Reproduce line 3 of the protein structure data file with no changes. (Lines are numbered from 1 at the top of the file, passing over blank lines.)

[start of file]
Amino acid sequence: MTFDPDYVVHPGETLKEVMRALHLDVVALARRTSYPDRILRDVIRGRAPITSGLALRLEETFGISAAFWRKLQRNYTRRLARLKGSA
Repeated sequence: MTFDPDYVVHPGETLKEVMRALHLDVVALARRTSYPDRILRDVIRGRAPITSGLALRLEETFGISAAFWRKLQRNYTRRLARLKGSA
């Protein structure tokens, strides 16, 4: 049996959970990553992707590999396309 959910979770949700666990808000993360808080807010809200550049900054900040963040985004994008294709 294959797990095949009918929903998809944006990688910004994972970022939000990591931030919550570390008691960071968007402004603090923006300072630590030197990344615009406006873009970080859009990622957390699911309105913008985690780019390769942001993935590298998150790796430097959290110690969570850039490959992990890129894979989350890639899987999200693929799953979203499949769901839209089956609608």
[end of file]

């Protein structure tokens, strides 16, 4: 049996959970990553992707590999396309 959910979770949700666990808000993360808080807010809200550049900054900040963040985004994008294709 294959797990095949009918929903998809944006990688910004994972970022939000990591931030919550570390008691960071968007402004603090923006300072630590030197990344615009406006873009970080859009990622957390699911309105913008985690780019390769942001993935590298998150790796430097959290110690969570850039490959992990890129894979989350890639899987999200693929799953979203499949769901839209089956609608």